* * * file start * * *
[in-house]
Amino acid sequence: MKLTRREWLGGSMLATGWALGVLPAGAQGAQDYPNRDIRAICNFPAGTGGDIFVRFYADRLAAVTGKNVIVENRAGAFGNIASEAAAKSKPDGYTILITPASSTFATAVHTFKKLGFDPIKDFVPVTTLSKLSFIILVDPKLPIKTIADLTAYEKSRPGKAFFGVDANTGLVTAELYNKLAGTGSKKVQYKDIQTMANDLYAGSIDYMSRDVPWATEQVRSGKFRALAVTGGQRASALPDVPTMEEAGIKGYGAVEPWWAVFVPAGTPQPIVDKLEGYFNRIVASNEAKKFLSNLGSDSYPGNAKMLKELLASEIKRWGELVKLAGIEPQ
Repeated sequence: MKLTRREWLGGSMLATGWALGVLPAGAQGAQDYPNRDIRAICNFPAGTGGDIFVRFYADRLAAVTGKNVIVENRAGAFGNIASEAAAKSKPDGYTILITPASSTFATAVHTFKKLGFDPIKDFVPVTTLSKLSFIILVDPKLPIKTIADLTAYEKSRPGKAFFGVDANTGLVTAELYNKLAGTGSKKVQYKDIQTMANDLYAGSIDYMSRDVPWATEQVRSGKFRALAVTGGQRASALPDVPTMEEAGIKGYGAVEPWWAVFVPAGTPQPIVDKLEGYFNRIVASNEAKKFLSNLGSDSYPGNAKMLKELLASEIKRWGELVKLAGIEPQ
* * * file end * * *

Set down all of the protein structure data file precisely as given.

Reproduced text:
[in-house]
Amino acid sequence: MKLTRREWLGGSMLATGWALGVLPAGAQGAQDYPNRDIRAICNFPAGTGGDIFVRFYADRLAAVTGKNVIVENRAGAFGNIASEAAAKSKPDGYTILITPASSTFATAVHTFKKLGFDPIKDFVPVTTLSKLSFIILVDPKLPIKTIADLTAYEKSRPGKAFFGVDANTGLVTAELYNKLAGTGSKKVQYKDIQTMANDLYAGSIDYMSRDVPWATEQVRSGKFRALAVTGGQRASALPDVPTMEEAGIKGYGAVEPWWAVFVPAGTPQPIVDKLEGYFNRIVASNEAKKFLSNLGSDSYPGNAKMLKELLASEIKRWGELVKLAGIEPQ
Repeated sequence: MKLTRREWLGGSMLATGWALGVLPAGAQGAQDYPNRDIRAICNFPAGTGGDIFVRFYADRLAAVTGKNVIVENRAGAFGNIASEAAAKSKPDGYTILITPASSTFATAVHTFKKLGFDPIKDFVPVTTLSKLSFIILVDPKLPIKTIADLTAYEKSRPGKAFFGVDANTGLVTAELYNKLAGTGSKKVQYKDIQTMANDLYAGSIDYMSRDVPWATEQVRSGKFRALAVTGGQRASALPDVPTMEEAGIKGYGAVEPWWAVFVPAGTPQPIVDKLEGYFNRIVASNEAKKFLSNLGSDSYPGNAKMLKELLASEIKRWGELVKLAGIEPQ